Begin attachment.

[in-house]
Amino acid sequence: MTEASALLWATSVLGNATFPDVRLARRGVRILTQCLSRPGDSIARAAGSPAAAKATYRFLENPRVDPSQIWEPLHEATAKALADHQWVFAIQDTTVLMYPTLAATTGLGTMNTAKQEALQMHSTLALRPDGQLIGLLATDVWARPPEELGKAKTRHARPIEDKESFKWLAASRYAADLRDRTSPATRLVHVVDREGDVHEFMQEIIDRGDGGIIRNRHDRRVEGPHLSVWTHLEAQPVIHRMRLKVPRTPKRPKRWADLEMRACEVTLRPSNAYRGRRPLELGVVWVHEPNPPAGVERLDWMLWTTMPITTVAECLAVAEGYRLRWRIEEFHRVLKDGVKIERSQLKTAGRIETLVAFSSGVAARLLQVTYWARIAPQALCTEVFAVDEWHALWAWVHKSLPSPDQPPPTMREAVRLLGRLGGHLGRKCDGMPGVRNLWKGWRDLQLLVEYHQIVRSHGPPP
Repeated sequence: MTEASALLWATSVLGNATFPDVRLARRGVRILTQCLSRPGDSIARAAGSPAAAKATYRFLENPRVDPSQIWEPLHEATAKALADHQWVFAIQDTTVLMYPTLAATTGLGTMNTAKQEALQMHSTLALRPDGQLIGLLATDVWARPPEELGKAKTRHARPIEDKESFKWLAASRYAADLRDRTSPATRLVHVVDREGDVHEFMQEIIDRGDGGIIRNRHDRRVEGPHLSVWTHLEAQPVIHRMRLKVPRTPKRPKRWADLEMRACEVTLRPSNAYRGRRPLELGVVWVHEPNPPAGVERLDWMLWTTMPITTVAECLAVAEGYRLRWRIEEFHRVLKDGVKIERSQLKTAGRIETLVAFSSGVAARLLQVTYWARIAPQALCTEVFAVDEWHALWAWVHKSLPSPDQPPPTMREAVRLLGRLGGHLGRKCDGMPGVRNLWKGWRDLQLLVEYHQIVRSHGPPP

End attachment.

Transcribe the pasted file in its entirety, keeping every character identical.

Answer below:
[in-house]
Amino acid sequence: MTEASALLWATSVLGNATFPDVRLARRGVRILTQCLSRPGDSIARAAGSPAAAKATYRFLENPRVDPSQIWEPLHEATAKALADHQWVFAIQDTTVLMYPTLAATTGLGTMNTAKQEALQMHSTLALRPDGQLIGLLATDVWARPPEELGKAKTRHARPIEDKESFKWLAASRYAADLRDRTSPATRLVHVVDREGDVHEFMQEIIDRGDGGIIRNRHDRRVEGPHLSVWTHLEAQPVIHRMRLKVPRTPKRPKRWADLEMRACEVTLRPSNAYRGRRPLELGVVWVHEPNPPAGVERLDWMLWTTMPITTVAECLAVAEGYRLRWRIEEFHRVLKDGVKIERSQLKTAGRIETLVAFSSGVAARLLQVTYWARIAPQALCTEVFAVDEWHALWAWVHKSLPSPDQPPPTMREAVRLLGRLGGHLGRKCDGMPGVRNLWKGWRDLQLLVEYHQIVRSHGPPP
Repeated sequence: MTEASALLWATSVLGNATFPDVRLARRGVRILTQCLSRPGDSIARAAGSPAAAKATYRFLENPRVDPSQIWEPLHEATAKALADHQWVFAIQDTTVLMYPTLAATTGLGTMNTAKQEALQMHSTLALRPDGQLIGLLATDVWARPPEELGKAKTRHARPIEDKESFKWLAASRYAADLRDRTSPATRLVHVVDREGDVHEFMQEIIDRGDGGIIRNRHDRRVEGPHLSVWTHLEAQPVIHRMRLKVPRTPKRPKRWADLEMRACEVTLRPSNAYRGRRPLELGVVWVHEPNPPAGVERLDWMLWTTMPITTVAECLAVAEGYRLRWRIEEFHRVLKDGVKIERSQLKTAGRIETLVAFSSGVAARLLQVTYWARIAPQALCTEVFAVDEWHALWAWVHKSLPSPDQPPPTMREAVRLLGRLGGHLGRKCDGMPGVRNLWKGWRDLQLLVEYHQIVRSHGPPP